I’m asking you to make an ironclad commitment to do Bible study here, in this building, regularly. I in turn will commit to being with you for Bible study at every one of those times for which people have signed up, even if there is only one person, although if it is at 7 a.m. I will most likely be in my exercise clothes! We can take the Sunday lessons as our texts, to begin with.

My dear brothers and sisters in Christ, this invitation comes from the prophet Jeremiah, in the reading from this morning, in which God promises to take the laws away and instead write his law of love in all hearts. The invitation to study scripture together is an invitation to open your hearts to that law of love, and learn from God what the implications for your life may be with that law written in your hearts rather than as words on paper.

As your priest, I am telling you, this is the single most important thing to which you will commit in the coming year. It is a commitment to our Lord; it is a commitment to the scriptures themselves; it is a commitment to yourself and your life as a Christian, and it is a commitment to the life of this congregation, whatever form that life may take in the coming year.

Now, about that “priest after the order of Melchizedek” bit in the epistle.

If you have your Bible with you, please turn to Genesis, chapter 14, verse 17-20, which reads, After Abraham’s return from the defeat of Chedorlaomer and the kings who were with him, the king of Sodom went out to meet Abraham at the Valley of Shaveh (that is, the King's Valley). 18 And King Melchizedek of Salem brought out bread and wine; he was priest of God Most High. 19 Melchizedek blessed Abraham and said, "Blessed be Abram by God Most High, maker of heaven and earth; 20 and blessed be God Most High, who has delivered your enemies into your hand!" And Abram gave Melchizedek one tenth of everything.

Now, here is how Melchizedek is understood. He came out of nowhere and he went nowhere. His biography is not in the Bible, and so he has no beginning and no ending. His blessing of Abram is the action of a priest. Abram confirms that priesthood by giving Melchizedek a tithe, one tenth of all he has, as an offering. Melchizedek, therefore, a priest who has no beginning and no ending, is, for the writer of the letter to the Hebrews, a prototype of Jesus, a priest after the order of Melchizedek, who has no beginning and no ending but was and is and ever shall be. Jesus earned this priesthood by offering prayers and supplications, with loud cries and tears, to the one who could have saved him from death, but he also went reverently and obediently to his death, and having been thereby made perfect, is now the source of salvation for all, “having been designated by God a high priest according to the order of Melchizedek.” I’m sure that is perfectly clear!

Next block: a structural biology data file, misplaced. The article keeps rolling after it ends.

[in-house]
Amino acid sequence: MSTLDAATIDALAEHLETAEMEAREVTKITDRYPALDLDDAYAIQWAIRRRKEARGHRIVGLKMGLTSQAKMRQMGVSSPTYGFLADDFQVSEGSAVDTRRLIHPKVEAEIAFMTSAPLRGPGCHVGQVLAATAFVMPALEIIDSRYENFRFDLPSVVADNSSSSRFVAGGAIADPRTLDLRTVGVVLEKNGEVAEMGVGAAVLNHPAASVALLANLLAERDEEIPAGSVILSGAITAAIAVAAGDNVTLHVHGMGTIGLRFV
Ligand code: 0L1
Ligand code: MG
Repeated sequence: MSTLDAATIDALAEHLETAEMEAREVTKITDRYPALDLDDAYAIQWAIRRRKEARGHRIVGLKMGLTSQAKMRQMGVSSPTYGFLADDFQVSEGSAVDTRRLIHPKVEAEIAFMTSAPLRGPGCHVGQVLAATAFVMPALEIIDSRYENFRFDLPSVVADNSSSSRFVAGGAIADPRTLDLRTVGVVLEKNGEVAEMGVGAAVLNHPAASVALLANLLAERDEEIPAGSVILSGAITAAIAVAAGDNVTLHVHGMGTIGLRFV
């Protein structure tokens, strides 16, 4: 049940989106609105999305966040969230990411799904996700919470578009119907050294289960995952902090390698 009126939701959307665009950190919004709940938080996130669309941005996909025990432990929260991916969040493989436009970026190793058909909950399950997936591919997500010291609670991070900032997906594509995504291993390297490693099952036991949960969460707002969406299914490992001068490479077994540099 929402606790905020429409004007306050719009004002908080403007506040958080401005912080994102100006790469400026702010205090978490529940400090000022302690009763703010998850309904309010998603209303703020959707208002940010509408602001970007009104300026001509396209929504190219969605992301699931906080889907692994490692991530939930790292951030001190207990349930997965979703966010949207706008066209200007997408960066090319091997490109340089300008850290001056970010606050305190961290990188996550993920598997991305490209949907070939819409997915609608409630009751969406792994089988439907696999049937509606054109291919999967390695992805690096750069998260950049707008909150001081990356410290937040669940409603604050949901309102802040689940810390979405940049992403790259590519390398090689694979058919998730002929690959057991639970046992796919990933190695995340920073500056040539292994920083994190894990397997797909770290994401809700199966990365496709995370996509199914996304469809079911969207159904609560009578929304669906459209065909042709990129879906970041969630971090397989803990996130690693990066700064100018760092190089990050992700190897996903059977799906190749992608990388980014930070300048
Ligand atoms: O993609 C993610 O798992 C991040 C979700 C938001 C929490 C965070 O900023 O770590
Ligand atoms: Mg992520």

Martin Luther wrote, “If you could understand a single grain of wheat you would die of wonder.” So, too, with the scriptures. I invite you to come and understand together just what these ancient writings might have to say to you in your life, today, in this time, in this place.

Friday, March 27, 2009

Recollections of Bunce Island

I am reading the first in a series of novels by Alexander McCall Smith, The No. 1 Ladies' Detective Agency. It takes place in Botswana. Botswana sits on top of South Africa, landlocked, surrounded by Zimbabwe, Zambia, Angola and Namibia. According to the novel, the earnings from diamond mining are what fill the coffers of the Bank of Botswana.

The father of the No. 1 Lady Detective herself went off to work in the Diamond Mines of Johannesburg, South Africa when he was 18. He describes the physical he has to take before he can be sent to work in the mines: "...they put me on a scale and listened to my chest and made me run up and down a ladder for ten minutes. Then a man said that I would be a good miner..."

This reminded me of Bunce Island. Bunce Island sits in the Sierra Leone River, northeast of Freetown peninsula. It was a major post for trade in slaves from Africa. You can take a speed boat from the Aberdeen section of Freetown, as we did, and enjoy the ride past other islands on the way. Many of those islands are inhabited. Bunce Island is not.

We arrived, and, as with the boat trip to Banana Island, had to be carried from the boat to the beach. The beach is virtually untouched, except by the footprints of monkeys, and the little holes of the sand crabs. Oh yes, and the grafiti carved into the trunks of the trees. (The mate on our boat did one of these carvings while we were on the island.) There is the remainder of a shipping quay at the site where we landed.

I found the beach beautiful and said so. Our travel agency guide said it needed to be developed. I said I hoped it would never be, that development would destroy its beauty.

Of course travel agents want facilities like bathrooms and snack bars for their clients. There was no toilet on the boat (about an hour) and none on the island (about another hour, plus the extra long boat ride back because we had mechanical trouble!). There is no gift shop or tour shop or snack shop. There is a caretaker, but he does not live on the island, he does not have a cell phone, he had one of I imagine endless discussions with the tour agency personnel about how he must get a cell phone or at least have someone on his island be their cell phone contact so they can let him know when there is a group waiting for him to come give them a tour. But, to his credit, he was having none of it.

Here's how it works: you land on the island. You sit down on a "bench" made by lashing together what looks like thick bamboo branches. It works fine as a bench. Then you wait. You wait until the old man or one of his grandsons notices that there is a white speedboat anchored off Bunce. Then he gets in his dugout canoe with the grandsons to paddle for him, and he travels by canoe from his island, a good way off from Bunce, and there he is, your guide for the tour of the island. One grandson stays with the canoe. The younger comes with you and the old man. His job is to help people up and down the trails. It is quite funny to watch the old man insist on doing this helping - he is frail, rake thin, short, and, well, very old.